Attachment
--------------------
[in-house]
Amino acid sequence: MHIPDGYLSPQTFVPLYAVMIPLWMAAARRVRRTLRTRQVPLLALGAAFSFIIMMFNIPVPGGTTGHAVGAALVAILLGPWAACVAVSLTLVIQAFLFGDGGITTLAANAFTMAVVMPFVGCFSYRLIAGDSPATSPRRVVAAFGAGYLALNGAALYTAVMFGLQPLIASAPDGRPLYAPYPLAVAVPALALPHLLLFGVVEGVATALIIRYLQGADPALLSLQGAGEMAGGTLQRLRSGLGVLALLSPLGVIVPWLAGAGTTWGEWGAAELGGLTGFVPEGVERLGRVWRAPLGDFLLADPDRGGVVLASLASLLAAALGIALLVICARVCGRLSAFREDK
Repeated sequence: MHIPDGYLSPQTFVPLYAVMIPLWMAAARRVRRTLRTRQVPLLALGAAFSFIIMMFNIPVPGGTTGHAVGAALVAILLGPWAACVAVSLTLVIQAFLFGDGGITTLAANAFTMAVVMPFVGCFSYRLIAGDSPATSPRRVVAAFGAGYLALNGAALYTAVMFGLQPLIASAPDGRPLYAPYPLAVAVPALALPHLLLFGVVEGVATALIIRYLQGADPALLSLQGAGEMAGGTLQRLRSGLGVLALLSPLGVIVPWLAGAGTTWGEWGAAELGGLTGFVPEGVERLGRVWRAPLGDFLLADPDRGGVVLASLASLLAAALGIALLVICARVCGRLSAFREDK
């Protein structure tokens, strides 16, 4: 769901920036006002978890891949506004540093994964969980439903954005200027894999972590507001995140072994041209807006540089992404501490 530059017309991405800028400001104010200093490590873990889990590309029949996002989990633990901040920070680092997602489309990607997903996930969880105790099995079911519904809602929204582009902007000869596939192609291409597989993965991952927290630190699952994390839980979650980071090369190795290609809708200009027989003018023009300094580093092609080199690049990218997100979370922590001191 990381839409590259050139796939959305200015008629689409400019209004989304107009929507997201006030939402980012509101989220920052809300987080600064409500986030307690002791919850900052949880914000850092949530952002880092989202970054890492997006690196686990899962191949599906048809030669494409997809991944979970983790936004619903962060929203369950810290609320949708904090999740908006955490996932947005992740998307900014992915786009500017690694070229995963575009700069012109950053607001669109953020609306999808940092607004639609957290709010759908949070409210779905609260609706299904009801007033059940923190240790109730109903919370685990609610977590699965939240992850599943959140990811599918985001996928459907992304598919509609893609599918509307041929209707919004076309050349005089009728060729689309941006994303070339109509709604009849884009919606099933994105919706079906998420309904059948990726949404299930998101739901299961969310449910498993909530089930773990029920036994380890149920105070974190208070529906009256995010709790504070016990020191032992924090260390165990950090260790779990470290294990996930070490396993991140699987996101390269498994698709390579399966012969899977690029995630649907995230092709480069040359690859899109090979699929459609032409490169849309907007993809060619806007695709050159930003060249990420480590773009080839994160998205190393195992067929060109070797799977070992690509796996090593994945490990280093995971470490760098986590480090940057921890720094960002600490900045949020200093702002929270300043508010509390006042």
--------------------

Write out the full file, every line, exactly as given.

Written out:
[in-house]
Amino acid sequence: MHIPDGYLSPQTFVPLYAVMIPLWMAAARRVRRTLRTRQVPLLALGAAFSFIIMMFNIPVPGGTTGHAVGAALVAILLGPWAACVAVSLTLVIQAFLFGDGGITTLAANAFTMAVVMPFVGCFSYRLIAGDSPATSPRRVVAAFGAGYLALNGAALYTAVMFGLQPLIASAPDGRPLYAPYPLAVAVPALALPHLLLFGVVEGVATALIIRYLQGADPALLSLQGAGEMAGGTLQRLRSGLGVLALLSPLGVIVPWLAGAGTTWGEWGAAELGGLTGFVPEGVERLGRVWRAPLGDFLLADPDRGGVVLASLASLLAAALGIALLVICARVCGRLSAFREDK
Repeated sequence: MHIPDGYLSPQTFVPLYAVMIPLWMAAARRVRRTLRTRQVPLLALGAAFSFIIMMFNIPVPGGTTGHAVGAALVAILLGPWAACVAVSLTLVIQAFLFGDGGITTLAANAFTMAVVMPFVGCFSYRLIAGDSPATSPRRVVAAFGAGYLALNGAALYTAVMFGLQPLIASAPDGRPLYAPYPLAVAVPALALPHLLLFGVVEGVATALIIRYLQGADPALLSLQGAGEMAGGTLQRLRSGLGVLALLSPLGVIVPWLAGAGTTWGEWGAAELGGLTGFVPEGVERLGRVWRAPLGDFLLADPDRGGVVLASLASLLAAALGIALLVICARVCGRLSAFREDK
């Protein structure tokens, strides 16, 4: 769901920036006002978890891949506004540093994964969980439903954005200027894999972590507001995140072994041209807006540089992404501490 530059017309991405800028400001104010200093490590873990889990590309029949996002989990633990901040920070680092997602489309990607997903996930969880105790099995079911519904809602929204582009902007000869596939192609291409597989993965991952927290630190699952994390839980979650980071090369190795290609809708200009027989003018023009300094580093092609080199690049990218997100979370922590001191 990381839409590259050139796939959305200015008629689409400019209004989304107009929507997201006030939402980012509101989220920052809300987080600064409500986030307690002791919850900052949880914000850092949530952002880092989202970054890492997006690196686990899962191949599906048809030669494409997809991944979970983790936004619903962060929203369950810290609320949708904090999740908006955490996932947005992740998307900014992915786009500017690694070229995963575009700069012109950053607001669109953020609306999808940092607004639609957290709010759908949070409210779905609260609706299904009801007033059940923190240790109730109903919370685990609610977590699965939240992850599943959140990811599918985001996928459907992304598919509609893609599918509307041929209707919004076309050349005089009728060729689309941006994303070339109509709604009849884009919606099933994105919706079906998420309904059948990726949404299930998101739901299961969310449910498993909530089930773990029920036994380890149920105070974190208070529906009256995010709790504070016990020191032992924090260390165990950090260790779990470290294990996930070490396993991140699987996101390269498994698709390579399966012969899977690029995630649907995230092709480069040359690859899109090979699929459609032409490169849309907007993809060619806007695709050159930003060249990420480590773009080839994160998205190393195992067929060109070797799977070992690509796996090593994945490990280093995971470490760098986590480090940057921890720094960002600490900045949020200093702002929270300043508010509390006042």